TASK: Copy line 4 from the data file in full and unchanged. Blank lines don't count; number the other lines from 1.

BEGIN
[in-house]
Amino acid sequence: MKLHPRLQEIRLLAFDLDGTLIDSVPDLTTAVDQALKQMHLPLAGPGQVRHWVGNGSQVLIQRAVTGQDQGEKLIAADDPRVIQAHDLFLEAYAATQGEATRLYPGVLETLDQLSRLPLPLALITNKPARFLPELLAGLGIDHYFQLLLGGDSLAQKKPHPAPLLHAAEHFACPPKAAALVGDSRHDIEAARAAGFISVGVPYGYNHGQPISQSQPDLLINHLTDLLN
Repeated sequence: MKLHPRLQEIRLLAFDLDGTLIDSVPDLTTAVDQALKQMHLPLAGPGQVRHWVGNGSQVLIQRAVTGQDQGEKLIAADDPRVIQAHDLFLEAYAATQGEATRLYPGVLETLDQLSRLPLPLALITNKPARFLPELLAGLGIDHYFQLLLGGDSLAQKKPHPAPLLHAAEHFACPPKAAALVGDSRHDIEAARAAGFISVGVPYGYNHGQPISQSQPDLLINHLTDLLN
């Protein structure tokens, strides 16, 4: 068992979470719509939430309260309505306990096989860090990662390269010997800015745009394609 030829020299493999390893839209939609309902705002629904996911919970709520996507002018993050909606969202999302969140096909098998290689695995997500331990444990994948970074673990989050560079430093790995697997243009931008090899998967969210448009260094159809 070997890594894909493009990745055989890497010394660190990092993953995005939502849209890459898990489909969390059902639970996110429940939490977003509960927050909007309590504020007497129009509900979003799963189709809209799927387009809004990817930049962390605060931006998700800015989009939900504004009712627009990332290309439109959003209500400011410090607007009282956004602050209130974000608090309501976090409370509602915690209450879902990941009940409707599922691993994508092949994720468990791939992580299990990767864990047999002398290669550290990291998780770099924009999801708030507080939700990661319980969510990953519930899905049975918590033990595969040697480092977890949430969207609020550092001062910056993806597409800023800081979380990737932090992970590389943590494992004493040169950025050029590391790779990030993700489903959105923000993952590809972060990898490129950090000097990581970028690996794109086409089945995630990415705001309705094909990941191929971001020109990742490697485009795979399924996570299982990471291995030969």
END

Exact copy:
């Protein structure tokens, strides 16, 4: 068992979470719509939430309260309505306990096989860090990662390269010997800015745009394609 030829020299493999390893839209939609309902705002629904996911919970709520996507002018993050909606969202999302969140096909098998290689695995997500331990444990994948970074673990989050560079430093790995697997243009931008090899998967969210448009260094159809 070997890594894909493009990745055989890497010394660190990092993953995005939502849209890459898990489909969390059902639970996110429940939490977003509960927050909007309590504020007497129009509900979003799963189709809209799927387009809004990817930049962390605060931006998700800015989009939900504004009712627009990332290309439109959003209500400011410090607007009282956004602050209130974000608090309501976090409370509602915690209450879902990941009940409707599922691993994508092949994720468990791939992580299990990767864990047999002398290669550290990291998780770099924009999801708030507080939700990661319980969510990953519930899905049975918590033990595969040697480092977890949430969207609020550092001062910056993806597409800023800081979380990737932090992970590389943590494992004493040169950025050029590391790779990030993700489903959105923000993952590809972060990898490129950090000097990581970028690996794109086409089945995630990415705001309705094909990941191929971001020109990742490697485009795979399924996570299982990471291995030969």